10 Tips for Surviving Yom Tov Family Drama With Elisheva Liss
Guess what “busy season” is for the Orthodox marriage and family therapist?
If you guessed the Chagim, you’d be right! (At least in my case.)
In our communities, where there is a tremendous emphasis on the values of both family and holidays, these often converge to create a perfect storm of internal pressure and interpersonal mayhem.
There are the social plans: who is hosting, who is traveling, which side’s “turn” is it to have the newlyweds, what if we don’t want to get together at all.
The material plans: clothes, menu, shopping, cooking, organizing, juggling work and school accommodations.
And the spiritual plans: learning, davening, and our old buddy, guilt.
Family relationships can be a lifeline, a support system, and a blessing for many. They can also be traumatic and disastrous for others, and they can be a range and combination of everything in between.
Navigating these relationships can sometimes get tricky, even in the best of circumstances.
Expectations vary around communication, gatherings, hosting, occasions, calling, texting, gifting, doing favors and the ubiquitous whatsapp chats protocol, and sometimes that can lead to misunderstanding, hurt, and in the worst case, feuds or cut-off relationships.
During the year, most people fall into some sort of rhythm with relatives. But when yom tov comes, it often awakens these complex dynamics more intensely.
Every family has its own culture and idiosyncrasies, but there are some tips that should help across the board.
Here are some general guidelines (handle with care…)
1. It’s not your job (or even possible) to make sure everyone is happy all the time. Instead, try to ask yourself what seems to be the “most right” way to handle a given situation. Then try to go about doing that as diplomatically as possible. Just because someone doesn’t like it, doesn’t mean you were wrong.
2. If you don’t feel comfortable hosting or guesting this year due to Covid, just explain that honestly and nonjudgmentally. Everyone knows that this is a reality, some people are practicing more caution than others, and reasonable people respect the needs of their loved ones.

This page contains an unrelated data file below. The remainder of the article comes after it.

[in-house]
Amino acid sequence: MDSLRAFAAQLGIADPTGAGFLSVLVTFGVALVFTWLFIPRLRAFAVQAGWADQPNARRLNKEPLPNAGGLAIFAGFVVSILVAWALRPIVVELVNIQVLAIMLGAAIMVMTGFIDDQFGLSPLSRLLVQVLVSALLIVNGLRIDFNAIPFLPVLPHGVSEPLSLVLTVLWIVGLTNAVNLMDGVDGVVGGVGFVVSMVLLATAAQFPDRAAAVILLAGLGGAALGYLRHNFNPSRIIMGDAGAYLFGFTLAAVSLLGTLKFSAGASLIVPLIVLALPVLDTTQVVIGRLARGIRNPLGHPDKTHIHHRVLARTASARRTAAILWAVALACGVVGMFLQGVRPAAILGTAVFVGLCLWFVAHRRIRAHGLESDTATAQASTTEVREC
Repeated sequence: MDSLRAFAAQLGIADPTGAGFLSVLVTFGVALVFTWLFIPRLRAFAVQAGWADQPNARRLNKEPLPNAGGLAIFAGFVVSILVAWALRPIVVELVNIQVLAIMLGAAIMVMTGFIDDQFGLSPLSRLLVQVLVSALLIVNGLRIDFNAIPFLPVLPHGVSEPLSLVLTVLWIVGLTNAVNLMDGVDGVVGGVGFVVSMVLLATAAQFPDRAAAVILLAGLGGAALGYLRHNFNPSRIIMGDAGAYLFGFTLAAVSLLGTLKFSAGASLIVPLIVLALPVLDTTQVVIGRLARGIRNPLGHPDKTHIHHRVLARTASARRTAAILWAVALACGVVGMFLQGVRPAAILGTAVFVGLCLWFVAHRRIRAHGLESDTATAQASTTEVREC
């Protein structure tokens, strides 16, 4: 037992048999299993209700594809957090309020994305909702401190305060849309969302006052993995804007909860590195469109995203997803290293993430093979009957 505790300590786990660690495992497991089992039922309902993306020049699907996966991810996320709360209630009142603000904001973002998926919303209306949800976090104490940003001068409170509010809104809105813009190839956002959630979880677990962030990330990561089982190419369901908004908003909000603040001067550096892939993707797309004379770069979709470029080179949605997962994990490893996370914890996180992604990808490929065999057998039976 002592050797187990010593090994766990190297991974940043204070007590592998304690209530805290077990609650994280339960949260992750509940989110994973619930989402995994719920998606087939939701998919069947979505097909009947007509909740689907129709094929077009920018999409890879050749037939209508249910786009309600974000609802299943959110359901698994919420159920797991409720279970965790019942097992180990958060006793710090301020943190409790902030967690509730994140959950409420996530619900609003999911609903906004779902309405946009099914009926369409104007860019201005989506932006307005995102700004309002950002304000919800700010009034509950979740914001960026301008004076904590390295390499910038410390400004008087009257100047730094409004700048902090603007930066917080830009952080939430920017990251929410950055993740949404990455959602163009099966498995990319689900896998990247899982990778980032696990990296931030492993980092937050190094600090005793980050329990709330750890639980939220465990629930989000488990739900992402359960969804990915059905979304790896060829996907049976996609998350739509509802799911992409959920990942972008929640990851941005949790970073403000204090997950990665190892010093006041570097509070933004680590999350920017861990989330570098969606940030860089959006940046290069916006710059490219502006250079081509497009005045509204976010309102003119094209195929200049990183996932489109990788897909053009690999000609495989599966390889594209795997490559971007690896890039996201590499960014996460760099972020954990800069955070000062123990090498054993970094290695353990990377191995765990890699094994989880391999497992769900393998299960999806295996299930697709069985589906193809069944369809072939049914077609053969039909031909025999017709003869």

3. No one “owes” anyone anything, generally speaking. Many young couples and families feel torn by pressure to be with their families of origin, even if it doesn’t feel right for their marriage or kids. It’s ok to respectfully decline: “Thank you so much for inviting us. We love you and enjoy spending time with you, but I think we’d like to just be home ourselves this chag.” Conversely, many parents of adult children feel obligated to host, sponsor, or in other ways give to their kids and grandkids in ways that can feel like over-extending. Again, here, honest, empathetic boundary setting is the way to go: “You know we love seeing you and the kids, and we’ve had some beautiful yomim tovim together, but I think we’re going to pass on hosting this year.” It is, however, worth keeping those in mind who might be alone or in need; it’s very hard to be alone, elderly, or ill over Yom Tov.
4. While it’s not a grandparent’s job or right to parent their children’s kids, it is fair for them to have “house rules” for their home. If you don’t want food brought into the bedrooms, for example, let everyone know in advance, and remind anyone you see taking food out of the dining area as needed. The rules should be reasonable (“no singing loudly” with toddlers isn’t realistic, for example), and you should be prepared that they may not be followed perfectly. Similarly, it’s not generally appropriate to discipline our nieces and nephews. If we need to intervene for safety or to protect our children, we can do so by taking the necessary precaution without lecturing: “Sweetie, I’m just going to take the baby off the rug, because I don’t want him to get hurt while you’re playing rodeo.”
5. If you are being hosted, it’s nice to offer to contribute- either monetarily, with cooking, or with tasks. Even if you’re 100% sure it’s not necessary, no one likes to be taken for granted, and the offer is almost always appreciated. You can always bring a gift too.
6. If you are hosting, don’t be too proud or shy to ask your guests to help out by bringing some of the food, linens, groceries, or other necessities. Hosting family can be a big undertaking, and if you feel overwhelmed, it’s totally reasonable and often wise to delegate some of the tasks, both before and during the holiday.